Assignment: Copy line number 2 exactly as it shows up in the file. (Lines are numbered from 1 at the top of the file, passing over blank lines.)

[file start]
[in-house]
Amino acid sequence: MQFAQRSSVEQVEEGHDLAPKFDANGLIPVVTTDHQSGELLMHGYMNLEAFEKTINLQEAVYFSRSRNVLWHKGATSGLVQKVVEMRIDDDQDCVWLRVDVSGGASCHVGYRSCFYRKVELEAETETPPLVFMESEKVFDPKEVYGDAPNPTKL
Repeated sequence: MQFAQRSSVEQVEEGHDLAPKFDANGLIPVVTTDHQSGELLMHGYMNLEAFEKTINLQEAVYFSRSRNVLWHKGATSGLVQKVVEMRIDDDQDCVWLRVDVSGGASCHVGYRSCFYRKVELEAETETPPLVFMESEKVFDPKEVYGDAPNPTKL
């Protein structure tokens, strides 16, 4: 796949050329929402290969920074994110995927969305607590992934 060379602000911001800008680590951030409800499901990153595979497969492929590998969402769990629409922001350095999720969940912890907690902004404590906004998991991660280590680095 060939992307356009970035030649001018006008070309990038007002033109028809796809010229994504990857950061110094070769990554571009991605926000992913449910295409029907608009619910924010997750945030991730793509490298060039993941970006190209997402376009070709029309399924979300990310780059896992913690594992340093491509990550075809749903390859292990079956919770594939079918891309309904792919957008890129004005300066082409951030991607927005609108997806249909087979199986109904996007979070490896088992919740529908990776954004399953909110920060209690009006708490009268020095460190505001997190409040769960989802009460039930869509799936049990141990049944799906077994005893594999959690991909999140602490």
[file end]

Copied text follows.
Amino acid sequence: MQFAQRSSVEQVEEGHDLAPKFDANGLIPVVTTDHQSGELLMHGYMNLEAFEKTINLQEAVYFSRSRNVLWHKGATSGLVQKVVEMRIDDDQDCVWLRVDVSGGASCHVGYRSCFYRKVELEAETETPPLVFMESEKVFDPKEVYGDAPNPTKL